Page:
Residents of a newly built land that is considered a “ghost town” with nothing to do say that life is not as bad as people think.
Since 2017, 1,200 homes have been built in Northstowe, near Cambridge, with 10,000 more to be built.
But although residents moved in six years ago, the property has no shops, pubs, cafes, public restrooms or polyclinics.
The lack of basic amenities has angered some residents to call the development a “ghost town”.
And father-of-two Dan Greef, 42, is furious: “All we have is a mailbox. At night it’s like a ghost town because there’s no nightlife, pubs or houses. It’s very quiet.
“If you want to shop, you have to drive to Tesco in the next town or to Cambridge.”
But other families in the L&Q Estates development have now responded to “negative” descriptions of their neighborhood.
Jawad Nawash, 59, a father of three who has lived in Northstowe for three years, tell MailOnline People should not rush to judge the young area.
The accountant added: “Everything here is well organized. The streets are clean. The place is green. The neighbors are wonderful.
“You can’t get people to open a store if it’s not profitable. I see we’re in a transition period where more things are going to happen as the town gets bigger.”
Meanwhile, charity worker Matt Webb, 36, who has lived in the area for two years, insists that although the area may lack shops, residents enjoy jogging, music and other activities. social club.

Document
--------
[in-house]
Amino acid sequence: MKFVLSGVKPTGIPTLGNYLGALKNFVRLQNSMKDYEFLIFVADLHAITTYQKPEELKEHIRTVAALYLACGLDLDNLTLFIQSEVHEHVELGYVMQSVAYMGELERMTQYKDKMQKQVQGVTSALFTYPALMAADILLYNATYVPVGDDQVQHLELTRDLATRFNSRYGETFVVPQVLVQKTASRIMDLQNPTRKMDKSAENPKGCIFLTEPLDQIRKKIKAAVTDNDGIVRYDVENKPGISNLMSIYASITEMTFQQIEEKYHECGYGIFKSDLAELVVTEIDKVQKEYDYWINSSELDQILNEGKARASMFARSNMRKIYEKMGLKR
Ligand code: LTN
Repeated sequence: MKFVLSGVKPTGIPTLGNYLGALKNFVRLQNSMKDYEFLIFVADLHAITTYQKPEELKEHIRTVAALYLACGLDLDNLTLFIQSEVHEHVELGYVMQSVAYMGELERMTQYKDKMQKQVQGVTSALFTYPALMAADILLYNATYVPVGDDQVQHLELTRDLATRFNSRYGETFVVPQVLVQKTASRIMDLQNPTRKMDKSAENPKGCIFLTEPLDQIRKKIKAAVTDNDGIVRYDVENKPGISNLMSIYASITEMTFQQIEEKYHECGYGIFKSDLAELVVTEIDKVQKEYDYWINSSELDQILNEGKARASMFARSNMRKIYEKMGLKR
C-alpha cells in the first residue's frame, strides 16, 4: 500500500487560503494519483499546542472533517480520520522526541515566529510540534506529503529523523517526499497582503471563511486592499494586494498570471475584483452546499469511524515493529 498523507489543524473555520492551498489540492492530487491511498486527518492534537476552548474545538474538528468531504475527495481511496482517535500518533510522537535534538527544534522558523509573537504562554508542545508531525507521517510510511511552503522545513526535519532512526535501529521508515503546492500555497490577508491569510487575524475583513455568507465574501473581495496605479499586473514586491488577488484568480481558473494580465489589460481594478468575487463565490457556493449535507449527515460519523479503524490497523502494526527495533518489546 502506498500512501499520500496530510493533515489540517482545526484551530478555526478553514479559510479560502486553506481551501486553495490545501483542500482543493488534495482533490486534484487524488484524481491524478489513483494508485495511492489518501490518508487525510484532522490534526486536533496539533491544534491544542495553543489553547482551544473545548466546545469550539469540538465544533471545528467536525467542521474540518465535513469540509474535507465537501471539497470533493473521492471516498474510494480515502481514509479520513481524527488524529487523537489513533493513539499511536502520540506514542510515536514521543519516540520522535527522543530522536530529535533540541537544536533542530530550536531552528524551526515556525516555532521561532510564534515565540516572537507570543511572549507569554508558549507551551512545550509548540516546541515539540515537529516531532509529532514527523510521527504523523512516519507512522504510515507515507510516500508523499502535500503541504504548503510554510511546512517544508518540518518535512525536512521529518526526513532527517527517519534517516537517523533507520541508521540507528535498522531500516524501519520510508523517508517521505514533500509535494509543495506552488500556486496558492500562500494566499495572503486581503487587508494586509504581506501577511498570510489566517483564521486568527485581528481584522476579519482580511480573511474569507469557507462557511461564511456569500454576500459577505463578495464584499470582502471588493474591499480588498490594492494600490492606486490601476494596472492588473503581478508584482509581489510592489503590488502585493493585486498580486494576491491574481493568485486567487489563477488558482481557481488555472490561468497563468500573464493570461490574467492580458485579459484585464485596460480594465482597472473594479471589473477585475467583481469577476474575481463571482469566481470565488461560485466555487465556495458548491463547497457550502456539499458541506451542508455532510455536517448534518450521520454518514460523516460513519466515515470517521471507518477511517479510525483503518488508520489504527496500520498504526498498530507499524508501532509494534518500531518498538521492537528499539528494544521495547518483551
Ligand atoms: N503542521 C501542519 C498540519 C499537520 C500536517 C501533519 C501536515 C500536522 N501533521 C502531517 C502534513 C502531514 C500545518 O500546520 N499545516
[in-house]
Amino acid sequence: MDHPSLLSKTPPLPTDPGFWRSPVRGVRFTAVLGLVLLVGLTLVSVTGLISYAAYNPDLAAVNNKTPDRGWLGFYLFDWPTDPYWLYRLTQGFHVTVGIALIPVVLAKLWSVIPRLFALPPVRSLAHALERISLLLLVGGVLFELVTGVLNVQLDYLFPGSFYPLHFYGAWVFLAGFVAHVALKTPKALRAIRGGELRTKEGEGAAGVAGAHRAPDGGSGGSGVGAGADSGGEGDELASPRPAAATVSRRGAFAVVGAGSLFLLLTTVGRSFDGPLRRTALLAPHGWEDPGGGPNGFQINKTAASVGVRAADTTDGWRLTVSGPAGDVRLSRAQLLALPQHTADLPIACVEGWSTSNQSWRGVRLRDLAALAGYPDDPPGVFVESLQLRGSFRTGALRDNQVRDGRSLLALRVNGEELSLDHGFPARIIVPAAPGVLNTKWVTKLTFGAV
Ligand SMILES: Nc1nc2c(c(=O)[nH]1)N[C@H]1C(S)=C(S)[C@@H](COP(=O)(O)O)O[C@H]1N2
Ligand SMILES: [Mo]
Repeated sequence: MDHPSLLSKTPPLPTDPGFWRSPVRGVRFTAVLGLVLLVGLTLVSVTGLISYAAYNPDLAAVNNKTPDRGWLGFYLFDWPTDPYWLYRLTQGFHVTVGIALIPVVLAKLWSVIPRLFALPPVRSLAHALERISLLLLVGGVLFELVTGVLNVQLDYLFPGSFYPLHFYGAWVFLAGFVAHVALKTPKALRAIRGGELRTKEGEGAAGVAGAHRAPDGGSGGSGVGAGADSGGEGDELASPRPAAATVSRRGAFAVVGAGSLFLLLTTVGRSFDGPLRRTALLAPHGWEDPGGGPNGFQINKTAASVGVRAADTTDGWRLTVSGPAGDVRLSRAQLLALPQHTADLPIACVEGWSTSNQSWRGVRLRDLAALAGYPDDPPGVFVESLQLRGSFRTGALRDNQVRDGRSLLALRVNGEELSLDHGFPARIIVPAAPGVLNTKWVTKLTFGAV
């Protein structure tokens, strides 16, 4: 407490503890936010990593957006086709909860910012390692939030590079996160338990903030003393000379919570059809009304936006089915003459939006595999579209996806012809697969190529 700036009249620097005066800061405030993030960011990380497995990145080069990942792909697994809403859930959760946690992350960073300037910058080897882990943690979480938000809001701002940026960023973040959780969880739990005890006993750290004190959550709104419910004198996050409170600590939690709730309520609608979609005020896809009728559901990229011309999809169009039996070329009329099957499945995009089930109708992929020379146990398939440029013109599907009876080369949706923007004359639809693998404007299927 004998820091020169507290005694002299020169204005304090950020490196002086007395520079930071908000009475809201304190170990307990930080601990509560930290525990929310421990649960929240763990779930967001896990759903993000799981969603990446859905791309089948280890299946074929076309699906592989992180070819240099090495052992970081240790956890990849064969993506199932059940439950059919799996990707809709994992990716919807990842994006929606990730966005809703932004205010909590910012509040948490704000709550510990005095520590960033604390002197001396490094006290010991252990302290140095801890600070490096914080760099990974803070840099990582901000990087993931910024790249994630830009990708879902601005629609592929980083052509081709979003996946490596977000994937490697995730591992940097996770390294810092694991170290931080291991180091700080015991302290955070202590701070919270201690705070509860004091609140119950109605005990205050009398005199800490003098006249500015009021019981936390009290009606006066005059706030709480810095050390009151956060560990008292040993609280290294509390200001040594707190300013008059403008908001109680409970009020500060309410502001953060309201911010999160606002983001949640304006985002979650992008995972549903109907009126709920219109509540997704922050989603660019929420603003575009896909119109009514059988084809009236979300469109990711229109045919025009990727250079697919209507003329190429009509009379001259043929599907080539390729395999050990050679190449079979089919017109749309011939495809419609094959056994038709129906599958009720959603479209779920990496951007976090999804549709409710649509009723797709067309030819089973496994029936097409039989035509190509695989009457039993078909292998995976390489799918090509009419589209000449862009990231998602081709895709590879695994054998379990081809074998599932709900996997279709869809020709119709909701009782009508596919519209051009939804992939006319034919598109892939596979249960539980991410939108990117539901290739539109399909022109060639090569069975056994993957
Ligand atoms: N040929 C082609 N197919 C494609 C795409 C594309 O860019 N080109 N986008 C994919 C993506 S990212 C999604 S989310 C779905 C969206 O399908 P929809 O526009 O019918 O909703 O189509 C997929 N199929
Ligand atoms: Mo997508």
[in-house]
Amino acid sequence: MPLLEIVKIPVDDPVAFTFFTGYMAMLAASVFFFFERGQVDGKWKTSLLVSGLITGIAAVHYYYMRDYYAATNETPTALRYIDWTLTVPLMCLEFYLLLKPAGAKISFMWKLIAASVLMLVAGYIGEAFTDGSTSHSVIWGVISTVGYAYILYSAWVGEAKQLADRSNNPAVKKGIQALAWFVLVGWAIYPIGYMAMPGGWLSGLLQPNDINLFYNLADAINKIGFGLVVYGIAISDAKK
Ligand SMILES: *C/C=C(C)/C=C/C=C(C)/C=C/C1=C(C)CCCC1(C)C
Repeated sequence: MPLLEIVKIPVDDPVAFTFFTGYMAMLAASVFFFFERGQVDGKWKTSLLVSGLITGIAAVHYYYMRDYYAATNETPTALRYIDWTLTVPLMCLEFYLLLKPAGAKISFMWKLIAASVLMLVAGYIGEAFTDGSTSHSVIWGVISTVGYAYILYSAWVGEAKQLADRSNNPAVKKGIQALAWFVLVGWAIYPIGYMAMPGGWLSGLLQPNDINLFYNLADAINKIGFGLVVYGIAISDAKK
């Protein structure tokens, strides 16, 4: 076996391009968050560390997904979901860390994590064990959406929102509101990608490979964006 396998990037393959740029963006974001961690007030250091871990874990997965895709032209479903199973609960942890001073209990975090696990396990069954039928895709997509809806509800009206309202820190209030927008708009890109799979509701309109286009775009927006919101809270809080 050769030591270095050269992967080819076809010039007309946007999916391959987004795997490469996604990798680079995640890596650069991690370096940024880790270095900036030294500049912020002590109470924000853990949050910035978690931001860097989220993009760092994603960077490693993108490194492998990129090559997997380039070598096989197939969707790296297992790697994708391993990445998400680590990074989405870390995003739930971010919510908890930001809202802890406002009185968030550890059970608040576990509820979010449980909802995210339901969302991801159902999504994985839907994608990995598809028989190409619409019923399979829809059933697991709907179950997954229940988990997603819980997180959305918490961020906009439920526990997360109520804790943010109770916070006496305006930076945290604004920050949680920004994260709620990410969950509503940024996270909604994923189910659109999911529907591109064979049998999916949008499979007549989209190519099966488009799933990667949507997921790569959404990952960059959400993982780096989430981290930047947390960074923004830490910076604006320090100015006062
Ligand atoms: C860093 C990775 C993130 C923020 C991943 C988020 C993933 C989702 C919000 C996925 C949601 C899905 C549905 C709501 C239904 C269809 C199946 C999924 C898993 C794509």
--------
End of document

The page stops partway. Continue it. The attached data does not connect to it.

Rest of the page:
The town – which will eventually house 26,000 people – has an elementary school, a special needs school and a high school with sports facilities and spaces that can be used by the community.
On Monday, a new community center in a temporary building that provides space for clubs and serves tea and coffee was opened by the council.
Meanwhile, a 35-year-old mother said a dance academy offering yoga, ballet, musical and jazz classes for adults and children at the local high school kept everyone busy.
And while restaurants are lacking, Lib Dem councilor Firouz Thompson, who has lived in Northstowe for six years, helped set up a roundabout for 25 different takeout trucks for residents to use with peace of mind. .
Adrian Clark, chief executive officer of L&Q Estates, said the company understands “residents’ worries and frustrations about home deliveries”.
But he added that Northstowe “has all the ingredients needed to be a successful community”.
“We’ve worked hard to meet residents’ expectations and deliver on our commitment to the community,” he said.
“We realized that there was a delay from our original time
“Unfortunately, this development work has coincided with the outbreak of the pandemic, followed by unprecedented economic and political challenges around the world, which have certainly impacted the work.” ours.”